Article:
Capturing beauty in woodland

My favourite type of photography is woodland photography. For me it is all about experiencing nature, finding and photographing beauty in woodlands, creating memories.

Beauty is of course subjective. Every person has a different perception of “beauty”. So what I like about a woodland image can be totally different for the viewer. All in all “beauty” is personal.

That personal experience of being there at the moment of capture is something a viewer can not experience when I only share the image. Telling that story is also the most difficult part. To my believe a body of work (a collection of images) can better tell the story of the photographer (his view on beauty) about a subject.

When I look at an image, even an old image I have captured some time ago, I do remember that specific moment of being there in nature. If a viewer likes an image or not, all depends on his or her interest and their own view on nature. The reality is that the photographer first has to publish his favourite photograph before another person eventually can see and possibly like it.

For me it is normal to come home with a lot of captures of only one or two woodland scenes. It all depends on the woodland itself, the weather conditions and my capability to find, compose and capture those beautiful woodland scenes.

When I look at other woodland photographers who publish their work on their websites and social media it is not different. On average I find mostly two different scenes to my liking during a photo walk. But only when I can view the captures of those scenes on a big screen I can determine if the compositions really are to my liking.

Last weekend (July the 16th) I hiked in the Vijlenerbos, one of my favourite woodlands. The weather conditions were not optimal so I really had no expectations of capturing a beautiful woodland scene.

After an hour or two of hiking, to my surprise I found an interesting scene at a location I normally pass by without stopping. I was attracted by the way the sunlight did hit that scene. The directional light created a lot of depth and made it inviting to take an image.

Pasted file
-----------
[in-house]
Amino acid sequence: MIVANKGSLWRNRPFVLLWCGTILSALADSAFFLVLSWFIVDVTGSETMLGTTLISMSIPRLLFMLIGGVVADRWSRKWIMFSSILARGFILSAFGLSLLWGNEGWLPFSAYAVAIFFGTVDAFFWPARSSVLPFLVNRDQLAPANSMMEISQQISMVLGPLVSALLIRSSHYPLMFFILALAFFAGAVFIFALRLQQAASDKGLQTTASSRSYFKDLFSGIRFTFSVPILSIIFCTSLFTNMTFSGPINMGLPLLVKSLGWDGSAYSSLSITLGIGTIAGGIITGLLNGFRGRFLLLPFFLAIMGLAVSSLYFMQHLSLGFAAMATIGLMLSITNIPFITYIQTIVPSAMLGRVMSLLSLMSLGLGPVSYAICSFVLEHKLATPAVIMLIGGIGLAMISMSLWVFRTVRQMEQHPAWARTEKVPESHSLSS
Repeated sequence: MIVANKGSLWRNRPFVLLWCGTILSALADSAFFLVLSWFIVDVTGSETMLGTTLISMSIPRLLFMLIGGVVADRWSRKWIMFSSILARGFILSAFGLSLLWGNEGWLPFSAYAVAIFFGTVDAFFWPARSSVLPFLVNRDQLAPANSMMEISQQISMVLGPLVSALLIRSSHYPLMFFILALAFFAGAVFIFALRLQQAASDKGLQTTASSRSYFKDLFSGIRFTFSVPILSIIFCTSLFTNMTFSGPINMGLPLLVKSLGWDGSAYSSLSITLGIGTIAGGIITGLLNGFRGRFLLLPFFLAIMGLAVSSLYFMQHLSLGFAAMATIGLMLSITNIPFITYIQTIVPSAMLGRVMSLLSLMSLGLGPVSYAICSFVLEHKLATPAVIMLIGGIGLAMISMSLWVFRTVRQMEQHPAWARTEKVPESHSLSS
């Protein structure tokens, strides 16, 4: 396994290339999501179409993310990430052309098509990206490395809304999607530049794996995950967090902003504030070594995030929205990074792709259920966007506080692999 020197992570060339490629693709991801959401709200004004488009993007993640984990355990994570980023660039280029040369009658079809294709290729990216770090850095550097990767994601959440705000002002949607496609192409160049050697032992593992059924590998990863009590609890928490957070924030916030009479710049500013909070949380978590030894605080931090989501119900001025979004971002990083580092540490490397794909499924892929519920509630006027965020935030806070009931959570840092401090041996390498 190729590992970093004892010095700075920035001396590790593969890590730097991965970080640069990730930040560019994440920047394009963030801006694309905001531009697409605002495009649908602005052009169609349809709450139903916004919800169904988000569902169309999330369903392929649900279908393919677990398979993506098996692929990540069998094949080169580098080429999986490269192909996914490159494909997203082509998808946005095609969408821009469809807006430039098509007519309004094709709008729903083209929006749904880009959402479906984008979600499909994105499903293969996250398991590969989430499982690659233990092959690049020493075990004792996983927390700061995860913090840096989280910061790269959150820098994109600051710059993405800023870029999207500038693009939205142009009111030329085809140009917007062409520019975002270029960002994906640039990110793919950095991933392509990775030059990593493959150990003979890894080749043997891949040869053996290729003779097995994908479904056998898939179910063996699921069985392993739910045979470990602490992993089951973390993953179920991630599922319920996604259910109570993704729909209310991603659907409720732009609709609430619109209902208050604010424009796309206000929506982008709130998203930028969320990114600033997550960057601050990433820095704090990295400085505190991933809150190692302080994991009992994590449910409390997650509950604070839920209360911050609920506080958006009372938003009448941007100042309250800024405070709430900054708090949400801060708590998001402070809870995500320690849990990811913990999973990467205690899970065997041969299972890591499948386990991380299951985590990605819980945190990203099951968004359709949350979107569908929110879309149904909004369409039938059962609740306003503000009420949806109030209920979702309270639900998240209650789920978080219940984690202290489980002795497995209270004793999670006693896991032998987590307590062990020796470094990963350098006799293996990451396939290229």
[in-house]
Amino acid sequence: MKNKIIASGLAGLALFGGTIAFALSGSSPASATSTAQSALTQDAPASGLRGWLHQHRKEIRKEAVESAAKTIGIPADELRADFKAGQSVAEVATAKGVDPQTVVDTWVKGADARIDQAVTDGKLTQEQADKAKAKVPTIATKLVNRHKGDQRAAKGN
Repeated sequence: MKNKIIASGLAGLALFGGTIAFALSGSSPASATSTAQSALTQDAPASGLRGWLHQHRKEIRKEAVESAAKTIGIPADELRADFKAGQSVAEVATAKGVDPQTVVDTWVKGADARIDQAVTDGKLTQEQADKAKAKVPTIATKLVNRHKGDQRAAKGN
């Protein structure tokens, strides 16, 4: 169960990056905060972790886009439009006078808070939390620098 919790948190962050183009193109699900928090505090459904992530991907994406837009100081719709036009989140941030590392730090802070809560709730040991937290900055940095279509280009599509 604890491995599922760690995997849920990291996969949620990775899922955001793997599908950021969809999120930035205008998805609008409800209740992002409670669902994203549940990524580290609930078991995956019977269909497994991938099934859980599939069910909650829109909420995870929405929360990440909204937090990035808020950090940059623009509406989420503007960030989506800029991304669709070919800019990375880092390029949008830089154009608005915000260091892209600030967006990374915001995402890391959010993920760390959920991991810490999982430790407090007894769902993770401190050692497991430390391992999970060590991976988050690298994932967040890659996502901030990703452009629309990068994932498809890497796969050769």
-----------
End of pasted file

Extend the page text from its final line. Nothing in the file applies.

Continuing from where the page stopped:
I stayed at the location for more than half an hour to capture different compositions of the scene in different lighting conditions. In this post I have included two compositions of the same scene, as well as a colour and a black and white version of each composition. My favourite is the featured image at the head of this post. There are minor differences between the compositions.

At first glance, it is a chaotic woodland scene. This though is a characteristic and challenging feature of this forest. In the colour versions I really like the contrast between the more cooler tones of the deciduous tree in the foreground and the warmer tones of the conifers in the background. This contrast prevents the eyes of the viewer from wandering out of the image. In both versions I did some dodging and burning to emphasize the depth in this scene.

What composition do you like the most? Do you prefer the colour or the black and white version?

All content and photographs are (C) Copyright Ruud Maas. All Rights Reserved.

Leave a Reply

Fill in your details below or click an icon to log in: Logo

You are commenting using your account. Log Out /  Change )

Twitter picture

You are commenting using your Twitter account. Log Out /  Change )

Facebook photo

You are commenting using your Facebook account. Log Out /  Change )

Connecting to %s

%d bloggers like this:
close-alt close collapse comment ellipsis expand gallery heart lock menu next pinned previous reply search share star